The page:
By Heather Hoch
By Eric Schaefer
By New Times
By Rachel Miller
By Eric Schaefer
By Heather Hoch and Lauren Saria
By Robrt L. Pela
By Heather Hoch
I'm going to say something that goes against my own conscience and the warnings of the U.S. surgeon general. You single women out there: If you want to be a player in the Valley mating dance, you'd better be holding something like a Macanudo Petite between your fingers.
I've recently discovered that a woman smoking a cigar -- or even just lamely trying to light one -- is as much a magnet for the predatory male's roving eyes as a pair of D-cup implants.
So what is it about the sight of a woman smoking a cigar that sets a man's embers smoldering? Sitting with friends at a booth at Durant's, I was trying, but failing, to light my Davidoff Lonsdale with a microscopic-size match. Faster than you could say, "Cohiba," a guy at the bar raced over and flicked his trusty lighter in my face.
I sense a new book title: Women Who Smoke Cigars and the Men Who Love Them.
Nowadays, both men and women are hanging out at cigar bars. Office types, wiped out from the dronelike altered mental state that comes from sitting in front of a computer all day long, are seeking ways to unwind -- and finding them -- by puffing on a finely rolled cheroot while nursing a single-malt Scotch. Their conversations are peppered with seemingly incongruous terms like gran cru, perfecto, packed tightly and ring size (which has to do with cigar width, not the hunk of platinum the speaker's boyfriend sprung on her at dinner).
A number of different bars and restaurants in the Valley offer cigars for sale, and some even proffer their wares with a deference bordering on the spiritual.
One such place is The Club at the Ritz-Carlton Hotel. Equipped with an impressively large walk-in humidor, the swanky yet comfortable bar is top drawer. The server ushered us into the humidity-controlled chamber and helped us select from the 25 to 30 cigars on display.
We followed her recommendation and chose the pricey but incredibly flavorful Arturo Fuentes Hemingway. Afterward, we sank into one of The Club's elegant couches as the server skillfully lit our smokes.
The Club's ambiance is what you would expect: oak-paneled walls, complete with paintings depicting rich-guy sports like duck hunting, which, when last we checked, was foreign to the desert southwest.
The wall to the right is covered by drawers that make it look like a mausoleum. But don't be alarmed, the drawers don't contain the remains of dearly departed club members. Instead, they're personal humidors where customers can stash their own stogies. Getting the key to one of these babies is going to set you back, though, about $1,000 a year.
Across the street from The Club, Eddie Matney has taken over the cigar and wine club that, a few years back, was part of Christopher's Restaurant.
Just like the Ritz's offering, Matney's club on East Camelback -- a short elevator ride up from his restaurant -- boasts a walk-in humidor with an impressive selection of Davidoffs, Arturo Fuentes and Macanudos.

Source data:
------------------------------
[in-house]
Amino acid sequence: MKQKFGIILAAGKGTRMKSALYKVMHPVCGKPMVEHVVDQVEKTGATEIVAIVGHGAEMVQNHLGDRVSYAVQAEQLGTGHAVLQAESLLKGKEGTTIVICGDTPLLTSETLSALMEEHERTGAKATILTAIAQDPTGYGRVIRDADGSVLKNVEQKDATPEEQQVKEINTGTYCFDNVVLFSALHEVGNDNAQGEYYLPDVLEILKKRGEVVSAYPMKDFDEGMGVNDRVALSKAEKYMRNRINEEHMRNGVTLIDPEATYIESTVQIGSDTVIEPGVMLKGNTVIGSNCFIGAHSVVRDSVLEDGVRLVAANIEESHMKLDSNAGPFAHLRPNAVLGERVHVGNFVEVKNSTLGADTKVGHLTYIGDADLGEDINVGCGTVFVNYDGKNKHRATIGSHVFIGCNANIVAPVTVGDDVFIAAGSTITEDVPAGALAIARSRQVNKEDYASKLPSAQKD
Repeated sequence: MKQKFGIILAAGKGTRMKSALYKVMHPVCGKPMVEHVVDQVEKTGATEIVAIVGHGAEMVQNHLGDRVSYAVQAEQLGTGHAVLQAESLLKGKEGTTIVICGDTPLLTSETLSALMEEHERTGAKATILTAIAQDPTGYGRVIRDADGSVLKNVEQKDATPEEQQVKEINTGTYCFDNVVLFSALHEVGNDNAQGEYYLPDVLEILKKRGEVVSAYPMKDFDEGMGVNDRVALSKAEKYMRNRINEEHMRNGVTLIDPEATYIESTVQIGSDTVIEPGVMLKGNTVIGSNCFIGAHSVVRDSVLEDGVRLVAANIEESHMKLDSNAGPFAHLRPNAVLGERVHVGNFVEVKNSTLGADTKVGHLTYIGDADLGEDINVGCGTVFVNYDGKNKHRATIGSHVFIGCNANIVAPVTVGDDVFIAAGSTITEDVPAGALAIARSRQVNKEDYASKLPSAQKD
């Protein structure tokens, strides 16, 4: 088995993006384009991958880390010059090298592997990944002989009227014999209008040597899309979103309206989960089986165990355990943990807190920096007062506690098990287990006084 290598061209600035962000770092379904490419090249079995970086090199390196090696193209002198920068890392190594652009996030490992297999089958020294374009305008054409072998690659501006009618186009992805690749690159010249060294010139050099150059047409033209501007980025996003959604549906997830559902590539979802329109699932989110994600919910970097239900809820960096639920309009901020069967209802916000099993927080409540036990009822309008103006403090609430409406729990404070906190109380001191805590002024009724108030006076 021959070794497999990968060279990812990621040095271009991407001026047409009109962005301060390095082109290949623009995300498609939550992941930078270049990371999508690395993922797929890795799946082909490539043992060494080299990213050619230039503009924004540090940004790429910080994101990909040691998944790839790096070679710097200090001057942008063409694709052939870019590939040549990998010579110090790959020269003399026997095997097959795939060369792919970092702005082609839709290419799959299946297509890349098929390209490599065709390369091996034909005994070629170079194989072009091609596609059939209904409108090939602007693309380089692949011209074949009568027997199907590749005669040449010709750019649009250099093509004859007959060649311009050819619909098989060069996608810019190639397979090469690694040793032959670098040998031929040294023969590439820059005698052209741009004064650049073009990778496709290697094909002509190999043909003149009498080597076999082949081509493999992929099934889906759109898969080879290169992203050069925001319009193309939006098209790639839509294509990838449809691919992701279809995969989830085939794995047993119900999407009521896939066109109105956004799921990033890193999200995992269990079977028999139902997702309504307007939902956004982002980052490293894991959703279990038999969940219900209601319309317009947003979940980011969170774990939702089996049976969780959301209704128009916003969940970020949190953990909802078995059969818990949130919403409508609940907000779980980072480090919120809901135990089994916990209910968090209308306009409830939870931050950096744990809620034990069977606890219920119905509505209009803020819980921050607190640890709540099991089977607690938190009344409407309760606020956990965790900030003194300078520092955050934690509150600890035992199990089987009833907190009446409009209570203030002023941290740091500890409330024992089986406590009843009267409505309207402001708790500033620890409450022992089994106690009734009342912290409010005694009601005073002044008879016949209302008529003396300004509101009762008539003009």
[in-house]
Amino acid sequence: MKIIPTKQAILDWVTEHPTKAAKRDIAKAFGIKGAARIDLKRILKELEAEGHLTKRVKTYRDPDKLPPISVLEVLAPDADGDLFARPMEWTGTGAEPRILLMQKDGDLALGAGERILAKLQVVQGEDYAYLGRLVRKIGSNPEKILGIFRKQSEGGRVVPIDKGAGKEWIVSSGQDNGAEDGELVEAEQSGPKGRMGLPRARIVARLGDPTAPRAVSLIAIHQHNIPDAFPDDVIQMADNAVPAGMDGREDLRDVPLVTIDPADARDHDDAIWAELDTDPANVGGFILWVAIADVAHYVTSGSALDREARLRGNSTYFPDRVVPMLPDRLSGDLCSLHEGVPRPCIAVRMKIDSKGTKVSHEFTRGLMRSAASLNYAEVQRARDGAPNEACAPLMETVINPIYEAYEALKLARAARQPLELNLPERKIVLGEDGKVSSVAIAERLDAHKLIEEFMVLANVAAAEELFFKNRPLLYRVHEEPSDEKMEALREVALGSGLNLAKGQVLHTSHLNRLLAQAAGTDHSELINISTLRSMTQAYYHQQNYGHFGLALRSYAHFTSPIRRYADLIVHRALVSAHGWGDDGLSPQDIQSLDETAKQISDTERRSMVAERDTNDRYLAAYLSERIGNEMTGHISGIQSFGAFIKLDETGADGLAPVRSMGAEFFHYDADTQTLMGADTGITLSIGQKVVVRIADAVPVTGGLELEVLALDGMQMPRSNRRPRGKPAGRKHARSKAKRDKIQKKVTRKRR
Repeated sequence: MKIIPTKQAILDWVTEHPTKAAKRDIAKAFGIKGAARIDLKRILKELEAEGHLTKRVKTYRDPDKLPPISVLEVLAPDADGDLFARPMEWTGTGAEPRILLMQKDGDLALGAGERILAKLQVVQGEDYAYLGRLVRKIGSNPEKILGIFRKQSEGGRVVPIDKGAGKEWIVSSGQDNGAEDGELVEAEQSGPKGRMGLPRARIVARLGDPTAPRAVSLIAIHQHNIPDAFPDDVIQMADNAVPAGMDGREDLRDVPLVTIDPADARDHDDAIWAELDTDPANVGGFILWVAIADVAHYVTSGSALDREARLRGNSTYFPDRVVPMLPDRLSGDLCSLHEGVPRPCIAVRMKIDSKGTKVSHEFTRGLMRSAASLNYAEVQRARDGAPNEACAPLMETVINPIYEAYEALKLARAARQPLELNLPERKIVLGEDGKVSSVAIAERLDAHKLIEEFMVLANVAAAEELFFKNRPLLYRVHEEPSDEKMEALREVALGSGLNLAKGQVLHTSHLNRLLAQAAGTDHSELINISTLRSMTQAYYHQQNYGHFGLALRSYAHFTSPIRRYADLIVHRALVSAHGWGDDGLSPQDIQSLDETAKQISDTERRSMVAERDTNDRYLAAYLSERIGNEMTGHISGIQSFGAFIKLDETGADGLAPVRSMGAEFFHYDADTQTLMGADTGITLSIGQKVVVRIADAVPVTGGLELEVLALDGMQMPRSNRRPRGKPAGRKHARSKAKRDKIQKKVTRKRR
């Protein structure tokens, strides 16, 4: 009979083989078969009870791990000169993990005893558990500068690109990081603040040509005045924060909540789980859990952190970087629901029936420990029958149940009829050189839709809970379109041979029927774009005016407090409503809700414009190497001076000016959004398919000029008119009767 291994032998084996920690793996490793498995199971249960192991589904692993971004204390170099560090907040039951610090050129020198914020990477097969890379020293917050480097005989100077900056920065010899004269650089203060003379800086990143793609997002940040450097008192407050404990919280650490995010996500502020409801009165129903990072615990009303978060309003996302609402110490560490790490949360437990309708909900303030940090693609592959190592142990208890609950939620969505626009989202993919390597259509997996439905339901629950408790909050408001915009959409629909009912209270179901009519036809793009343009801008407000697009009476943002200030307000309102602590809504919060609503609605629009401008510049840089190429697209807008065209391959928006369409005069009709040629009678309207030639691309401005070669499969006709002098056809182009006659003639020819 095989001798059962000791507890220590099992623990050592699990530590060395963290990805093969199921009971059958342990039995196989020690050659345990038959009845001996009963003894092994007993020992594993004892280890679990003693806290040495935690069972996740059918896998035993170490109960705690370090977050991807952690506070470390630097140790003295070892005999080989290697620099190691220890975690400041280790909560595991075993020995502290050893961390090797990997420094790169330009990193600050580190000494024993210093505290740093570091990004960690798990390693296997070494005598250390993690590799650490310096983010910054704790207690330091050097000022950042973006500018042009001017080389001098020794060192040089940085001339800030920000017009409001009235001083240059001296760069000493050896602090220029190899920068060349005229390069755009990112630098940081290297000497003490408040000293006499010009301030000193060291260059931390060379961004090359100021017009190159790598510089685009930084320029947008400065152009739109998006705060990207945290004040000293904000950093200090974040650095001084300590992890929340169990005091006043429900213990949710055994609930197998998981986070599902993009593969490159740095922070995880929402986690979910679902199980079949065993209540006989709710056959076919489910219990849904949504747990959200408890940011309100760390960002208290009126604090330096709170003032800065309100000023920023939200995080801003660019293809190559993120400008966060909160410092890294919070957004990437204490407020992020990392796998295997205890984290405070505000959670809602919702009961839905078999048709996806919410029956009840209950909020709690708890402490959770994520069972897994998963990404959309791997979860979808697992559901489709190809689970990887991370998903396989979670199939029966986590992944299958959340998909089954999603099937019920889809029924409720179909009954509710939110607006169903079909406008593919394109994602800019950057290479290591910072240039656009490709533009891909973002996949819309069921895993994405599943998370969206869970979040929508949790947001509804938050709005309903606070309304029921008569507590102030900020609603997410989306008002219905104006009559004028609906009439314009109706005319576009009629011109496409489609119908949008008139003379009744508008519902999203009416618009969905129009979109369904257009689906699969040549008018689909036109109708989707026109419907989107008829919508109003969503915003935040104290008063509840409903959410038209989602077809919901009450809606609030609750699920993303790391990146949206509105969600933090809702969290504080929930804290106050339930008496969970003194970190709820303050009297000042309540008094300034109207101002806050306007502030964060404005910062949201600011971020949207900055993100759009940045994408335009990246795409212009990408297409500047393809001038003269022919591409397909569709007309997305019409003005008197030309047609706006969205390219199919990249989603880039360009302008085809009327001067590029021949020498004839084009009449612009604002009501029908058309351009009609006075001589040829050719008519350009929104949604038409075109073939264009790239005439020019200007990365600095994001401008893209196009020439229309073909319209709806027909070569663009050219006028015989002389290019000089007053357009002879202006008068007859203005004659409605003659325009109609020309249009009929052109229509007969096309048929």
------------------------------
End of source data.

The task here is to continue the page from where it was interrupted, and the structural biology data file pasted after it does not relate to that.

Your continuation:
The upscale corporate-style atmosphere complements the large conference room and formal Asian-style sitting room. However, you'll find things get a whole lot more comfortable near the bar. There, in the alcove, you can relax in overstuffed chairs and peer out the full-length windows at the street traffic below while you puff away the hours.
Matney is known for his egalitarian streak, and his staff tells us he often offers special edible fare for cigar smokers who come to watch Monday Night Football.
Eddie's club has more than 100 members, but anyone can indulge in a stogey here.
Echoing the current craze for the swing era is the cigar bar and restaurant The Famous Door in Scottsdale. If you dig a good martini and feel inspired by those crazy kids dancing in khakis for The Gap, you'll like this place.
The staff takes its presentation of cigars seriously. Servers come to the table armed with a humidor containing a wide selection, and they offer all the accouterments: a cigar tray, cedar sticks for toasting the end, matches and a shot of cognac for cigar dipping.
The decor is comfortable and reminiscent of New York during the heyday of the original Famous Door -- black-and-white photographs and framed art deco posters stylishly grace the walls.
Similarly, descending into the dark-paneled interior of Durant's on Central is like stepping back in time. It's still reminiscent of the testosterone-soaked days when martinis, Scotches and cigars destroyed an assembly line's worth of livers, arteries and lungs.
Durant's only sells one type of cigar, Davidoff. Our waitress, Kitty, appeared as a sort of elder female cigar guide who nimbly offered a quick course in Davidoff Cigars 101. She recommended a smaller band for my tiny fingers. She told me the difference in wrap styles. And she helped me toast my cigar, without signaling to all around me that I was clearly a novice of the first water.
Durant's is not trendy. These days, you're just as likely to find older guys furiously munching on inchlong cigar stubs as you would young professional men and women smoking their Romeo and Juliets, trying to look cool and not cough.
Nowhere was I made to feel uncomfortable as a woman smoking a cigar.
The attitude: Smoke 'em, because we got 'em.